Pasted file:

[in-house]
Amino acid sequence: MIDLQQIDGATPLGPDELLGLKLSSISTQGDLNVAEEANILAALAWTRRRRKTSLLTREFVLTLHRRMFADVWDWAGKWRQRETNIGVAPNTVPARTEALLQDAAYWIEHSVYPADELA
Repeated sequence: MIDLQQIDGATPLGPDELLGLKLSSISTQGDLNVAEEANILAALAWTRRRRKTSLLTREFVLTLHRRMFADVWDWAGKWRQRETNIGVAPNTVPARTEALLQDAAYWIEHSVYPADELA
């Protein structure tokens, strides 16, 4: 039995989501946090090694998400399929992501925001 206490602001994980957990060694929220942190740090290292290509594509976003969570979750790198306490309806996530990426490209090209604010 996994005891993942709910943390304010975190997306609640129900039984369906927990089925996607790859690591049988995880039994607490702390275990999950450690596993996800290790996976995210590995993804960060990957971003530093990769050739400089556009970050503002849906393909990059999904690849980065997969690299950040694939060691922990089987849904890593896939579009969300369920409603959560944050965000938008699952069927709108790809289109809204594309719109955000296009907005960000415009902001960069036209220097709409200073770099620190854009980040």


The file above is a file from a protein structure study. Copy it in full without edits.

[in-house]
Amino acid sequence: MIDLQQIDGATPLGPDELLGLKLSSISTQGDLNVAEEANILAALAWTRRRRKTSLLTREFVLTLHRRMFADVWDWAGKWRQRETNIGVAPNTVPARTEALLQDAAYWIEHSVYPADELA
Repeated sequence: MIDLQQIDGATPLGPDELLGLKLSSISTQGDLNVAEEANILAALAWTRRRRKTSLLTREFVLTLHRRMFADVWDWAGKWRQRETNIGVAPNTVPARTEALLQDAAYWIEHSVYPADELA
């Protein structure tokens, strides 16, 4: 039995989501946090090694998400399929992501925001 206490602001994980957990060694929220942190740090290292290509594509976003969570979750790198306490309806996530990426490209090209604010 996994005891993942709910943390304010975190997306609640129900039984369906927990089925996607790859690591049988995880039994607490702390275990999950450690596993996800290790996976995210590995993804960060990957971003530093990769050739400089556009970050503002849906393909990059999904690849980065997969690299950040694939060691922990089987849904890593896939579009969300369920409603959560944050965000938008699952069927709108790809289109809204594309719109955000296009907005960000415009902001960069036209220097709409200073770099620190854009980040």